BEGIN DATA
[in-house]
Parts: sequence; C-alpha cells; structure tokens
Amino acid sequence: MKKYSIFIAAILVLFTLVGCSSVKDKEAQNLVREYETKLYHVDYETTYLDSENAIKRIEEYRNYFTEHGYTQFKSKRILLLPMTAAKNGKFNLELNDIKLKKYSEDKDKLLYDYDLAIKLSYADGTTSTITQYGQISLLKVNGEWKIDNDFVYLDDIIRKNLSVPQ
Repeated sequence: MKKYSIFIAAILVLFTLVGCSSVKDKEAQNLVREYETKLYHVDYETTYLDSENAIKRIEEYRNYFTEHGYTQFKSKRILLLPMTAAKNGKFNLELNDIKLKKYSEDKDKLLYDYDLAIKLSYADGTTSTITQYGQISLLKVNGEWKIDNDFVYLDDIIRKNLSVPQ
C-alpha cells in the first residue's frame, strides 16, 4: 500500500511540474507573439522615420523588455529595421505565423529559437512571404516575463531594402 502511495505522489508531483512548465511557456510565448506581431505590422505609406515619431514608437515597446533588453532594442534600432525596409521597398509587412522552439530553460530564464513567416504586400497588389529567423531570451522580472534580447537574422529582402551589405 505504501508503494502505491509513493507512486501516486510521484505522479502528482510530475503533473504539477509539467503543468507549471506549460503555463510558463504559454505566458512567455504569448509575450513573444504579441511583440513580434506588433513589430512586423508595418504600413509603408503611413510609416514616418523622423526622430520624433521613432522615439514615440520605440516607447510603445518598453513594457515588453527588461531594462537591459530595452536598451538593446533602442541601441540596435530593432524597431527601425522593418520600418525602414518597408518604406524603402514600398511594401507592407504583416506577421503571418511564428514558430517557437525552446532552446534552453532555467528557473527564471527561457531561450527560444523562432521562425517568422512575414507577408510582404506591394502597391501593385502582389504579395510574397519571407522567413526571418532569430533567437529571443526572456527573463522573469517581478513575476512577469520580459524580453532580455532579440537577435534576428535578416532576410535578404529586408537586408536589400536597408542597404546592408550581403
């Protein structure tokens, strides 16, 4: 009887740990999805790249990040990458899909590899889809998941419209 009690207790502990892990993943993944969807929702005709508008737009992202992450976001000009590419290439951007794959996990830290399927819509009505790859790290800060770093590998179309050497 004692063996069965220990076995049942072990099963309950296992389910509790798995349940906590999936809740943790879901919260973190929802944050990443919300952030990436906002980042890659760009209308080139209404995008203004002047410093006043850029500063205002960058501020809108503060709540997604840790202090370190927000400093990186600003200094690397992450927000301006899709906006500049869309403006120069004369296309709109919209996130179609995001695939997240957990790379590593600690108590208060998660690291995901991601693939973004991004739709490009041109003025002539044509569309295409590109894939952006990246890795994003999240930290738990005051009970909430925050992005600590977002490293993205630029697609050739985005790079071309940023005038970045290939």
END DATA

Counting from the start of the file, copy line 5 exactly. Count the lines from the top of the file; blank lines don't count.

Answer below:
C-alpha cells in the first residue's frame, strides 16, 4: 500500500511540474507573439522615420523588455529595421505565423529559437512571404516575463531594402 502511495505522489508531483512548465511557456510565448506581431505590422505609406515619431514608437515597446533588453532594442534600432525596409521597398509587412522552439530553460530564464513567416504586400497588389529567423531570451522580472534580447537574422529582402551589405 505504501508503494502505491509513493507512486501516486510521484505522479502528482510530475503533473504539477509539467503543468507549471506549460503555463510558463504559454505566458512567455504569448509575450513573444504579441511583440513580434506588433513589430512586423508595418504600413509603408503611413510609416514616418523622423526622430520624433521613432522615439514615440520605440516607447510603445518598453513594457515588453527588461531594462537591459530595452536598451538593446533602442541601441540596435530593432524597431527601425522593418520600418525602414518597408518604406524603402514600398511594401507592407504583416506577421503571418511564428514558430517557437525552446532552446534552453532555467528557473527564471527561457531561450527560444523562432521562425517568422512575414507577408510582404506591394502597391501593385502582389504579395510574397519571407522567413526571418532569430533567437529571443526572456527573463522573469517581478513575476512577469520580459524580453532580455532579440537577435534576428535578416532576410535578404529586408537586408536589400536597408542597404546592408550581403